There are many conditions that can have truncal involvement. This section focuses on some common eruptions that frequently affect the trunk: papulosquamous disorders; urticarial and morbilliform disorders; blistering disorders; and miscellaneous disorders. Urticaria and angioedema are discussed in chapter 14, "Anaphylaxis, Allergies, and Angioedema." Although the truncal location of an eruption can be a helpful clue for diagnosis, the clinical appearance of the lesions and overall assessment of the patient are needed to make the correct diagnosis.
Scaling conditions include psoriasis, seborrheic dermatitis, tinea corporis, pityriasis ("tinea") versicolor, eczema/atopic dermatitis, lichen planus, secondary syphilis, and scabies. Table 251-1 lists common features distinguishing these eruptions.
TABLE 251-1Comparison Features of Common Papulosquamous Eruptions |Favorite Table|Download (.pdf) TABLE 251-1 Comparison Features of Common Papulosquamous Eruptions
|Condition ||Distinguishing Clinical Features ||Location ||Special Signs ||Comments |
|Psoriasis ||Erythematous, well-marginated papules and plaques with silvery scale ||Trunk, extensor surfaces, scalp ||Auspitz sign; Koebner phenomenon, nail pitting ||Hereditary predilection; onset in early 20s |
|Seborrheic dermatitis ||Greasy, yellow scales ||Midchest, suprapubic, scalp, facial creases ||Can overlap with psoriasis, "sebopsoriasis" ||Debilitated, elderly, or infants (cradle cap) |
|Atopic dermatitis ||Ill-defined vesicles forming plaques with scale; chronic lesions lichenified ||Flexures > trunk ||Spares the nose ||Pruritus "itch that rashes"; atopic individuals |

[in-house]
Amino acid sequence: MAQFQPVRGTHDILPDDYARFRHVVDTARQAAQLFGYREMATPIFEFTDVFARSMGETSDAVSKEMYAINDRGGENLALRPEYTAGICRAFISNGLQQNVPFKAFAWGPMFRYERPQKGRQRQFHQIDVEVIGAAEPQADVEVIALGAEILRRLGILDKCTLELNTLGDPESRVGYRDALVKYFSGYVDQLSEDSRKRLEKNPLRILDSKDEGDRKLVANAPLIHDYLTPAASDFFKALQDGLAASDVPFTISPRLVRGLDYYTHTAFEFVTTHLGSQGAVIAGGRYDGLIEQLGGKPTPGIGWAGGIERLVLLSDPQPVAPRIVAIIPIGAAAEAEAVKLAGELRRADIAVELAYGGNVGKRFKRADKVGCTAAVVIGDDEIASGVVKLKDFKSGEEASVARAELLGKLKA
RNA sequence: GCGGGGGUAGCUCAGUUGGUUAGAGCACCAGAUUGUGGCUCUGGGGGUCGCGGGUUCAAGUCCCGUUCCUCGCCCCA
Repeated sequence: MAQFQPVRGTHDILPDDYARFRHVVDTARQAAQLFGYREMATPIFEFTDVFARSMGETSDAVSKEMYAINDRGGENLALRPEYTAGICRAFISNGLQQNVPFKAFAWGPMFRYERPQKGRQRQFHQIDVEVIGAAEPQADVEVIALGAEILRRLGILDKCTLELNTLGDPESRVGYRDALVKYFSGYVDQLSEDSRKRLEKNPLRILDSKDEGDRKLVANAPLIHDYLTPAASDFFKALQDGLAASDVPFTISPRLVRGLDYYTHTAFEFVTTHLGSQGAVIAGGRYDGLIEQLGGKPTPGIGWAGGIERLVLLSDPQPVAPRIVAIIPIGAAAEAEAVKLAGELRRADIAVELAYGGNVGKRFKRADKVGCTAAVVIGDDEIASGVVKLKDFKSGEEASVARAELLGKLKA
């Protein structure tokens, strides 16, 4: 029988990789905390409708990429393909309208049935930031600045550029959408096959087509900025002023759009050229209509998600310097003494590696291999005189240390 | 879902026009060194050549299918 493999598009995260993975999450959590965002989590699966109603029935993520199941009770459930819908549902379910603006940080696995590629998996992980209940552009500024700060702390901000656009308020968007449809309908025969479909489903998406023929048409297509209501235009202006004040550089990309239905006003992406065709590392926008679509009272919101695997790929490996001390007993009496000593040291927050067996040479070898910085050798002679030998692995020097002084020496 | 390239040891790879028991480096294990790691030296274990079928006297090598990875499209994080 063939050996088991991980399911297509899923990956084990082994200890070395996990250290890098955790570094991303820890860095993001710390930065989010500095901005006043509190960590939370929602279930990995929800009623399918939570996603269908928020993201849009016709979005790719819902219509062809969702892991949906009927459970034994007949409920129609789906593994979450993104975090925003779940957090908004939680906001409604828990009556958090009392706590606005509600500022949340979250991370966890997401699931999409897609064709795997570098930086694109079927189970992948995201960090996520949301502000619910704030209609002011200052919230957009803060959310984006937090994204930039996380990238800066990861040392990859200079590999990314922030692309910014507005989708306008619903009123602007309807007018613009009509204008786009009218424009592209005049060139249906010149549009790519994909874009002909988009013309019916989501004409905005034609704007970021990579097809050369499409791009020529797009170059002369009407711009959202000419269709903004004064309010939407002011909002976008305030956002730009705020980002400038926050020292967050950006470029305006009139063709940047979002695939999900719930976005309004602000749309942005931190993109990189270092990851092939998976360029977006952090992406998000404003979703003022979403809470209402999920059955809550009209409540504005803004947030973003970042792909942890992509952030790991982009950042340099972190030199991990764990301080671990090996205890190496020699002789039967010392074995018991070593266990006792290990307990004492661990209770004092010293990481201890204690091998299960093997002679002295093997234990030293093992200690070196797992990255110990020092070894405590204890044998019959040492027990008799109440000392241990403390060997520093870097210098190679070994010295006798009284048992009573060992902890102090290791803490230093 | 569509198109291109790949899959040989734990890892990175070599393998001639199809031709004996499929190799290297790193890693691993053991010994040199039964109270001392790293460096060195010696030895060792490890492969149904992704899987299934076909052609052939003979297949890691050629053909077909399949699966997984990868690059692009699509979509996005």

|Lichen planus ||5 P's: purple, pruritic, polygonal, planar papules ||Any skin, mucous membranes, hair follicles ||Wickham striae; Koebner phenomenon ||Age 20–60 y old |
|Pityriasis rosea ||Lines of skin tension, collarette of scale ||Trunk, in Christmas tree pattern following skin lines ||Herald patch 1–2 wk before general eruption ||Spring and fall, age 15–40 y old; viral exanthem, herpes 6 and 7 |
|Tinea corporis ||Sharply demarcated, erythematous, scaly annular plaques; may coalesce into gyrate patterns ||Trunk, legs, arm, neck ||May need KOH/culture to diagnose; septate branching hyphae on KOH ||All ages; from pets, soil, or autoinoculation from hands/feet; incubation days or months |
|Pityriasis (tinea) versicolor ||Versicolored—red, salmon, light brown, dark brown, hypopigmented; well-demarcated scaly patches ||Central upper chest and back ||Spaghetti and meatballs on KOH; nonseptate pseudohyphae and budding yeast ||Young adults, summer, hot humid environments |
|Secondary syphilis ||At 2–10 wk, macular erythema on trunk, abdomen, inner extremities; followed by papular or papulosquamous lesions ||Palms, soles, trunk ||Serology ||Great masquerader—can take any form; can be confused with pityriasis rosea |
|Scabies ||Pruritic papules and burrows with crusting ||Finger webs, wrists, axillae, areolae, umbilicus, abdomen, waistband, genitals ||Scrapings show mites, feces, eggs ||Can be chronic "7-year itch"; intensely pruritic, especially at night |
Psoriasis is discussed in detail in chapter 253, "Skin Disorders: Extremities." Stress or alcohol ingestion can be associated with a flare of psoriasis. The following medications can also be related to an exacerbation: steroid withdrawal, lithium, β-blockers, interferon, and antimalarials.1 The differential diagnosis is listed in Table 251-1.
Diagnosis is clinical. The disorder is characterized ...